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Bogus Outsourcing in Japan


When a company cannot handle a piece of work, it may outsource this to an individual on a “gyōmu itaku” or outsourcing contract.

Why abuse outsourcing contracts?

It’s about profiting from reduced labour force costs. Contractors are not legally “Employees” and therefore employers can avoid their obligations under the Labour Standards and other laws.

An Employee or a Contractor?

The difference between the Employees and Contractors starts with Article 9 of the Labour Standards Act. An “Employee” is deemed to be in a “subordinate” position. Judgments about whether or not a worker has Employee status are based on the answers to several questions:

  • To what degree does the enterprise have authority to give directions to the individual in completing the work?
  • To what degree is the individual bound to time slots and locations?
  • Does the individual have the right to accept or refuse each task?
  • Can the individual freely arrange for another person to fill in for the work?
  • Does the individual own the materials or tools used in carrying out the work?

Someone who comes to the office during set times, works under the authority of their bosses at a designate place and without the right to refuse tasks is an Employee. In return for accepting these working restrictions, there are limitations on Employee’s’ working hours, higher pay for overtime and paid holidays. If they get injured or sick at work, they are eligible to receive workers’ compensation. If they lose their job, they get unemployment benefits.

Someone who can choose the time and place of their work and even whether to complete the task is not in a subordinate position and is not and Employee. Thus labour laws (except the Trade Union Law) do not apply to them. Such Contractors have no right to unemployment insurance, paid holidays or workers’ compensation.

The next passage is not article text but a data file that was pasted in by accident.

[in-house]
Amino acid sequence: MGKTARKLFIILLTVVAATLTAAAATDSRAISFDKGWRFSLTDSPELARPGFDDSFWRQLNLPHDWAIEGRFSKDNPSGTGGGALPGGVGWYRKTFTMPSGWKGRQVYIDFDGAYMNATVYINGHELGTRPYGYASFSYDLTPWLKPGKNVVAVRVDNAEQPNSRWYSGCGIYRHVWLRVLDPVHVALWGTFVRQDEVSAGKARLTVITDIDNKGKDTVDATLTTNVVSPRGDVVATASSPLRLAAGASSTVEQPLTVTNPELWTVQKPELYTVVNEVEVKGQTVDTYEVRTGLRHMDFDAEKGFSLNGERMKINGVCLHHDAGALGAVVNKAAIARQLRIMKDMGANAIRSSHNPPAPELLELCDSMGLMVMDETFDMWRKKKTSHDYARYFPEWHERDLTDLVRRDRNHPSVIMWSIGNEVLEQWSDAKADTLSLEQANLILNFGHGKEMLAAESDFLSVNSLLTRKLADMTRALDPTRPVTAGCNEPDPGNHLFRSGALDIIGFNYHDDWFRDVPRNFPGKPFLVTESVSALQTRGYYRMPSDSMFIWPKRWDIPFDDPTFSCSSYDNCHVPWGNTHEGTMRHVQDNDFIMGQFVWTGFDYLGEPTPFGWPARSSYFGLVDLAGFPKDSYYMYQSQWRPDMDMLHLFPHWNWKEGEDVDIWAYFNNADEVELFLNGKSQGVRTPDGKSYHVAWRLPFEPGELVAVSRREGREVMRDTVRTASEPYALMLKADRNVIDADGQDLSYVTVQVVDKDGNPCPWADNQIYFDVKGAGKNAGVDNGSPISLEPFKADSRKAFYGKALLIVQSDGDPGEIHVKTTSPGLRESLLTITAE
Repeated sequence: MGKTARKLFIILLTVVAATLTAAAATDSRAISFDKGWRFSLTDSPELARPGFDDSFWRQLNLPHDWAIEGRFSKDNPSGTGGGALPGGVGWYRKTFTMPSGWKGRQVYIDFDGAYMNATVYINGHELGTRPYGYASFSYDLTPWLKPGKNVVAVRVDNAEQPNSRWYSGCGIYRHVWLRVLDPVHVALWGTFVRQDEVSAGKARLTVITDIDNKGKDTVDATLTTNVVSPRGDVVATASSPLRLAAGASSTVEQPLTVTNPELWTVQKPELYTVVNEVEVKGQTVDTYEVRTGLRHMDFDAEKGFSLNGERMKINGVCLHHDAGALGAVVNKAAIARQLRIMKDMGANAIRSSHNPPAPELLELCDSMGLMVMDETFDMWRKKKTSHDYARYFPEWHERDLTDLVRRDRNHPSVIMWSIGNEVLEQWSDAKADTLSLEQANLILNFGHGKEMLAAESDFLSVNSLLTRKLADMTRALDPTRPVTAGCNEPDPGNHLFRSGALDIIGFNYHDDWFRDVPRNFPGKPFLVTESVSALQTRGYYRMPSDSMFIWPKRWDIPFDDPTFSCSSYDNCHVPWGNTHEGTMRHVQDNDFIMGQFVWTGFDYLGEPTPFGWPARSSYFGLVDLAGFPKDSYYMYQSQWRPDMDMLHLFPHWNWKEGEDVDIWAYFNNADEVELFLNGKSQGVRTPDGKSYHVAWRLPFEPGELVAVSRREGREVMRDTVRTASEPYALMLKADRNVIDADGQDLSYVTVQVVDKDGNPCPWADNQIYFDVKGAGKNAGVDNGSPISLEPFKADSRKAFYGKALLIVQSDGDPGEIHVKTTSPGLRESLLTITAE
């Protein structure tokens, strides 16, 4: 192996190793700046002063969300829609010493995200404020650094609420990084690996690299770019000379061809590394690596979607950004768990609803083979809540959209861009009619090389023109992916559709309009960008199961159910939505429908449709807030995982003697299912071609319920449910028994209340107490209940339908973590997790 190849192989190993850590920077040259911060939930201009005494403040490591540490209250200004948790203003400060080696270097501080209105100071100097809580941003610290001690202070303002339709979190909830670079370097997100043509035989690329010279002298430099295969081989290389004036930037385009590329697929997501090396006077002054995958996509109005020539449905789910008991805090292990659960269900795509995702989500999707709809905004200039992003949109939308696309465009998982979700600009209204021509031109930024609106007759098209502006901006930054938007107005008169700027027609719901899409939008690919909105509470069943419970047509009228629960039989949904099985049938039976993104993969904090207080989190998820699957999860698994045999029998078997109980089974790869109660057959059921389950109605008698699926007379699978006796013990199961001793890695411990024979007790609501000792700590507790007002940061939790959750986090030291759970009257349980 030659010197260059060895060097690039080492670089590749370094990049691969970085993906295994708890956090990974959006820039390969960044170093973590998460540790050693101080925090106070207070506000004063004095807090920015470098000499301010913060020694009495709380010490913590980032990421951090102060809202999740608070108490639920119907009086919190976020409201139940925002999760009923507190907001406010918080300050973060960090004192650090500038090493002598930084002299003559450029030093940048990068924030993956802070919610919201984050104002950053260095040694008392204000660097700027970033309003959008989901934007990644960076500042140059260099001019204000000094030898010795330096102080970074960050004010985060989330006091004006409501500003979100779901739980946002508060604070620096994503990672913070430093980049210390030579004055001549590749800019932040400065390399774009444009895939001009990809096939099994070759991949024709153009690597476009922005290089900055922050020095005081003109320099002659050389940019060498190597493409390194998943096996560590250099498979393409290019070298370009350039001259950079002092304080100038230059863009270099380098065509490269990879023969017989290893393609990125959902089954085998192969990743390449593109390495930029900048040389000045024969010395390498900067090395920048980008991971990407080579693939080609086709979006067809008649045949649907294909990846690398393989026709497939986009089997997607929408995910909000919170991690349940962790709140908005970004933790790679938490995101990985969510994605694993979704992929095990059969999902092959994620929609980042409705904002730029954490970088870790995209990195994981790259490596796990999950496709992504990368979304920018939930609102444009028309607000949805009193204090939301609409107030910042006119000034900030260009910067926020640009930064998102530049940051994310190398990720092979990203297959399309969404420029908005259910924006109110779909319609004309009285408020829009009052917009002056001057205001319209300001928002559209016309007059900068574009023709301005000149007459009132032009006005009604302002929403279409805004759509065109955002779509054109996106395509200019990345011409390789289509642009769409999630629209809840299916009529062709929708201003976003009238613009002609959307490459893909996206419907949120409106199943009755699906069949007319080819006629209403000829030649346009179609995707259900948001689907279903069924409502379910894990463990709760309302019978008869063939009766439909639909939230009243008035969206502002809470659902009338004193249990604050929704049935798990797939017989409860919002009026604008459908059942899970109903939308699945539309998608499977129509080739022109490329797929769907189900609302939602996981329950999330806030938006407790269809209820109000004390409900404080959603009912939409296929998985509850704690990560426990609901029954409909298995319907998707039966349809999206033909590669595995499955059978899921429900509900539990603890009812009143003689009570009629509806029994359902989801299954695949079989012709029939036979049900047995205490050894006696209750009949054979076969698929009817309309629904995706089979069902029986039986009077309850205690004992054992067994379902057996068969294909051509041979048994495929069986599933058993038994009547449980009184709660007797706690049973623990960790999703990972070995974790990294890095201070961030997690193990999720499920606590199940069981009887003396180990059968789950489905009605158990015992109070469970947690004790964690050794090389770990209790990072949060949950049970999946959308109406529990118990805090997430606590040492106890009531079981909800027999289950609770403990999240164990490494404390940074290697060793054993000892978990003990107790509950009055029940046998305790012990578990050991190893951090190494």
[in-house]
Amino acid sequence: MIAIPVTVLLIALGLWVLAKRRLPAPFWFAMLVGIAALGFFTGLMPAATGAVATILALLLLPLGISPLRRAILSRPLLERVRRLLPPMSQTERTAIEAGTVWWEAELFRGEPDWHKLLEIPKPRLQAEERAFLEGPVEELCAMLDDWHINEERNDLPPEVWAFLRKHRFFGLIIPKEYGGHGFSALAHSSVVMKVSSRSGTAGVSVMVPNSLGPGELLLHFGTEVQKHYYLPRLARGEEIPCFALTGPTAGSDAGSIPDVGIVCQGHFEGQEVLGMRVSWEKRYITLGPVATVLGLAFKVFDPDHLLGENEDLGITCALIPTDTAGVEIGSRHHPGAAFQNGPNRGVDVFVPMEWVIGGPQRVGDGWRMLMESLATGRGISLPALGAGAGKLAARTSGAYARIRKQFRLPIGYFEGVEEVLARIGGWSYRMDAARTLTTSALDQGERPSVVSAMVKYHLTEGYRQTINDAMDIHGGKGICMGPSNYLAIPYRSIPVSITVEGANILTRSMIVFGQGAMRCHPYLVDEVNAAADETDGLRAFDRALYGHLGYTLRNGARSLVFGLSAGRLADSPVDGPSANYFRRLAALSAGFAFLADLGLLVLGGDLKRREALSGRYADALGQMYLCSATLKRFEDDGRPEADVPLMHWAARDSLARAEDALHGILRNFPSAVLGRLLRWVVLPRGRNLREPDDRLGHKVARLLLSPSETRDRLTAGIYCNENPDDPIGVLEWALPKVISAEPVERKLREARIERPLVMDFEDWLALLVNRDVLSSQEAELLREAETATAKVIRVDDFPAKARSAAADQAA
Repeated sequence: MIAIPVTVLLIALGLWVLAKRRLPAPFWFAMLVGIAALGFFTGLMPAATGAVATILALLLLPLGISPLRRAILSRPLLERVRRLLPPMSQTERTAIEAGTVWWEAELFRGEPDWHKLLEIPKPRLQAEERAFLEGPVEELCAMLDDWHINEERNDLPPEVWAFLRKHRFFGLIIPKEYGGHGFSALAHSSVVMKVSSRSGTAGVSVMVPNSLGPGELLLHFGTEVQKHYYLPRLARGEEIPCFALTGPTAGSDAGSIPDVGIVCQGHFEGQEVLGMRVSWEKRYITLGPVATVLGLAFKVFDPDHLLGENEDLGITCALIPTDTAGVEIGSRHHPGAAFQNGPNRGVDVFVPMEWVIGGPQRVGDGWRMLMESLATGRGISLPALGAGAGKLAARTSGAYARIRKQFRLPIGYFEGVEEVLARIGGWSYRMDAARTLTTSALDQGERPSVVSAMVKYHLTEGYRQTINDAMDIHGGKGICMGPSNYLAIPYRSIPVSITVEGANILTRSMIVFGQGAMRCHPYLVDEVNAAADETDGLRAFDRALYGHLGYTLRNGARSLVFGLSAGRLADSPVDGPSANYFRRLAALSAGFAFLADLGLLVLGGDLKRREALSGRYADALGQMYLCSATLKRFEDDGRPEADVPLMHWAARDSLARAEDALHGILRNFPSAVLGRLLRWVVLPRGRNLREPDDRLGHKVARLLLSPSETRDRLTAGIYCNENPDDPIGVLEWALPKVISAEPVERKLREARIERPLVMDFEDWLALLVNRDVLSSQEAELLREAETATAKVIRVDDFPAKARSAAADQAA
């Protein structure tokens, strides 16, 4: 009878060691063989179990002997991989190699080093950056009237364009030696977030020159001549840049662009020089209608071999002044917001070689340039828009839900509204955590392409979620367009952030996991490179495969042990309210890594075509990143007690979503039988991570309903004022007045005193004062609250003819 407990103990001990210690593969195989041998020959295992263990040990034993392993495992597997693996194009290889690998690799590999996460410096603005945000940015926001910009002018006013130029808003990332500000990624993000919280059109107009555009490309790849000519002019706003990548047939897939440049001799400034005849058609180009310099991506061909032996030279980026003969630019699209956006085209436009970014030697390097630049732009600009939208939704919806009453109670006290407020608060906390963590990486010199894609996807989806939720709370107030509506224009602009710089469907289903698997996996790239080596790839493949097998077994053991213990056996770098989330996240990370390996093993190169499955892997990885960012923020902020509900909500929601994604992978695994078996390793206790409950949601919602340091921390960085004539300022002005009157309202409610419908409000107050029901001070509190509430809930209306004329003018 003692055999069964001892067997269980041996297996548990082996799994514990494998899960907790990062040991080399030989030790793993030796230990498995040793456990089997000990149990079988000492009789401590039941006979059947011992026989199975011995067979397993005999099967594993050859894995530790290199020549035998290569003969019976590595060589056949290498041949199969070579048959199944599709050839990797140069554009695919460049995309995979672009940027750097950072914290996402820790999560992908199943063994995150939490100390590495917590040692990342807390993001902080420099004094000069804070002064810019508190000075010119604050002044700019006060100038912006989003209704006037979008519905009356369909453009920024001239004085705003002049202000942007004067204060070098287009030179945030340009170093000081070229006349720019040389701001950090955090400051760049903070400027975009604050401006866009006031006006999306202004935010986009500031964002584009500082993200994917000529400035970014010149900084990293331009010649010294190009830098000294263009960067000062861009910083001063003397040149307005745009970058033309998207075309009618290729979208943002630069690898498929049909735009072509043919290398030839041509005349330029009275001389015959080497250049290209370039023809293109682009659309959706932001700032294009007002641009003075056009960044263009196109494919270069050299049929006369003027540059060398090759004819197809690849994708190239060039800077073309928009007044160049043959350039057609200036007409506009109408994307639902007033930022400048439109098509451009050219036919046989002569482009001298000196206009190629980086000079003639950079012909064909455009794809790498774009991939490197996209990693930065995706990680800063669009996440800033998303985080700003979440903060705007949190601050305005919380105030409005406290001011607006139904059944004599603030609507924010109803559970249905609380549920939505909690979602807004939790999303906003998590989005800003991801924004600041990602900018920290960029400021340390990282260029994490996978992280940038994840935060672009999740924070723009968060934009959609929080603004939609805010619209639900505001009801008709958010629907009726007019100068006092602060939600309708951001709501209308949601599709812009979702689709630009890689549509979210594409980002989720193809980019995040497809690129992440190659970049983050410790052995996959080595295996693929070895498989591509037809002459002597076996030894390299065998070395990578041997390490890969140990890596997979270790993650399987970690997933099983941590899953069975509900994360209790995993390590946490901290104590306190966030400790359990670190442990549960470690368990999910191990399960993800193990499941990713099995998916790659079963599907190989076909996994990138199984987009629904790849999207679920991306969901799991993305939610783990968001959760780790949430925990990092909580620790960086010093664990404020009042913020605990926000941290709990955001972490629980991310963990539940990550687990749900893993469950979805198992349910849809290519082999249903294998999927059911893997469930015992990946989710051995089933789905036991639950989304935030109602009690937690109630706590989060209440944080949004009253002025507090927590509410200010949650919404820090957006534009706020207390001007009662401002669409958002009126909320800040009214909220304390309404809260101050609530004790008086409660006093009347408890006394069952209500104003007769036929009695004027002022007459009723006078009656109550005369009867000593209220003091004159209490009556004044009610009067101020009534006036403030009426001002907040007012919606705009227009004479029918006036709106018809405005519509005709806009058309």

Court contests over Employee status have been fought by truck drivers, singers, TV license fee collectors, journalists, hostess bar staff, monks, sumo wrestlers and many more. Winning or losing makes such a difference from a legal point of view that it is not surprising that many conflicts arise.

Rampant bogus outsourcing (giso ukeoi)

The best known example is Japan’s largest beef and rice shop operator, Sukiya. It has about 2,000 restaurants providing meals 24 hours a day. Until recently its workers received no overtime pay regardless of how many hours they worked because the company maintained that it had a private Contractor relationship with them. The Tokyo Labour Commission ruled in November 2009 that management had committed unfair labour practices by refusing to negotiate with the workers’ Union.

The workers pressed criminal charges against top corporate executives for Labour Standards Act violations (which are criminal offenses that can potentially mean jail time). After an eight-year fight, the company was finally forced (through a settlement with their Labour Union) to recognize that those working at Sukiya branches around the country are Employees.

Realistically it was absurd to suggest that Sukiya staff could work when and where they like without taking orders from superiors.

After all, every Sukiya in Japan sells the same beef and rice, at the same price under the strict control of management. If such conditions allowed them to be Contractors, then pretty well every other worker in Japan would likewise be similarly classified.

Not worth the risk

Bogus outsourcing is being progressively cracked down on. The law makes a clear distinction between Employees and Contractors and it is not worth taking the legal, workplace turmoil and reputational risk of operating bogusly.

This is even more so for foreign companies operating in Japan who tend to come under greater scrutiny from the labour authorities.


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